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OSHO Online Library   »   The Books   »   The True Name, Vol. 1
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Chapter 10: The Lure of the Infinite

There are millions of underworlds
And infinite skies above.
The Vedas say millions have searched and searched,
Only to end in exhaustion.
The holy books claim eighteen thousand worlds
But only one power behind all creation.
If anything could be written we would keep the account,
But all estimates are destructible.
Nanak says, He is the greatest of the great.
He alone can know Himself.

Those who worship praise Him,
But have no remembrance of Him,
As rivers and streams know not the ocean
Into whose vastness they fall.
Even kings and emperors of great domains,
Who possess enormous treasures,
Cannot compare with the lowly ant
With remembrance of God in his heart.

An incident occurred at a research institute where they were investigating various types of poison. The institute became infested with rats, their number increasing every day. Every possible method was used to kill them, but to no avail. Whatever poison they set out the rats ate merrily. The rats had learned to feed and thrive on poisons, because that was all that was readily available to them there, and they had become immune.

Then someone suggested the age-old method of setting traps, as for mice. So traps were brought and fitted with pieces of bread and cheese, but the rats ignored them completely! So accustomed to poison were they that they did not like anything else. Not a single rat was caught.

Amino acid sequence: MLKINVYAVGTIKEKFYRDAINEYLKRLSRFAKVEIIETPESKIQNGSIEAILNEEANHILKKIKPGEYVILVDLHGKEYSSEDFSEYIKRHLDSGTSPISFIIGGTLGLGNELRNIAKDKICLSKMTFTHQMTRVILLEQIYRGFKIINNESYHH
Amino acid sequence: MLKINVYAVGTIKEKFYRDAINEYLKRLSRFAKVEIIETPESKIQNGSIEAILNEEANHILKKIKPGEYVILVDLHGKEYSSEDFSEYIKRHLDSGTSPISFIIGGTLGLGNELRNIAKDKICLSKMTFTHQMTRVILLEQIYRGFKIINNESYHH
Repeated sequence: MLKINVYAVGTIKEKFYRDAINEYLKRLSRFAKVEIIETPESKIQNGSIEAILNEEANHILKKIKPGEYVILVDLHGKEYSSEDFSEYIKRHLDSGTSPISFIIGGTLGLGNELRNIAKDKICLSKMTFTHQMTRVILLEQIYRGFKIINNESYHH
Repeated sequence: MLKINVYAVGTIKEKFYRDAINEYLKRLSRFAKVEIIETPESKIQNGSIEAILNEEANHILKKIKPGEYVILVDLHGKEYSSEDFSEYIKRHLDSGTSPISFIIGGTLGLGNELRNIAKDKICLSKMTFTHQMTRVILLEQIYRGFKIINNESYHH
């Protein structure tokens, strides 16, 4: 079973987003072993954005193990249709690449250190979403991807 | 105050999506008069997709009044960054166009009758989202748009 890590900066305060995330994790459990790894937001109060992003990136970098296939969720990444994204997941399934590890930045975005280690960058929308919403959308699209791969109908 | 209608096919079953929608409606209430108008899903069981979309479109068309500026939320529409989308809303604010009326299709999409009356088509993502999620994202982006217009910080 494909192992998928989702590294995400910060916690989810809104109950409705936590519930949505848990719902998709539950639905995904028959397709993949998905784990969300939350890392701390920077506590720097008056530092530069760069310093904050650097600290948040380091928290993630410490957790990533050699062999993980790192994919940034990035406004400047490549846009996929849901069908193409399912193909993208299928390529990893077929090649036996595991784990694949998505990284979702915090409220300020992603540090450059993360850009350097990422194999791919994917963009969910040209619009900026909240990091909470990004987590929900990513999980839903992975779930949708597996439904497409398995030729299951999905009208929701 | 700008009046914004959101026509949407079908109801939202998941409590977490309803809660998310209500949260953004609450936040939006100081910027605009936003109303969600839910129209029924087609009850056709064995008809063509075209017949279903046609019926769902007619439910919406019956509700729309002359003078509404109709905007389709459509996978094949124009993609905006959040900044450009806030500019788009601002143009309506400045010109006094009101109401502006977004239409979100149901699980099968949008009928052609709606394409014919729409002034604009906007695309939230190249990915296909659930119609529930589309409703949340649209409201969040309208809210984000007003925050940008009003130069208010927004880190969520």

Finally someone came up with the obvious solution and covered the bread and cheese bait with poison. The rats immediately were caught in the traps.

This strange sounding story is nevertheless true. It actually happened at a research institute. Man’s state is almost the same. He has become so habituated to words that even if silence is offered to him, he has to seek respite in words - just as the rats went only for the food covered by poison.

When the infinite is to be explained we need the help of pitiful words. Even when man is to be led into the void, the base language of words must be used. When explaining the ocean, one can speak only of the drop, and discussion of a drop cannot even hint at the ocean. It is not possible. Look at the mighty ocean, and look at the insignificant, tiny drop. Similarly, where are words compared to the void, where the intelligence of a lowly human being and where the immeasurable expanse? There is space and space, there are worlds and underworlds, all without end.

But these have to be measured in terms of men’s feeble understanding, because man has become so addicted to the mind, and it is very difficult to break out of any addiction. Truth is not so far away; only our habits are the hindrance. Truth is very near, even closer than one’s own heartbeat, closer than one’s very breath. God is closer to you than your own self. But we have woven an intricate web of habits, and because of them it is difficult for us to see. The mind is nothing but a collection of habits. Therefore all saints have striven to eradicate the mind, to bring about the state of no-mind.

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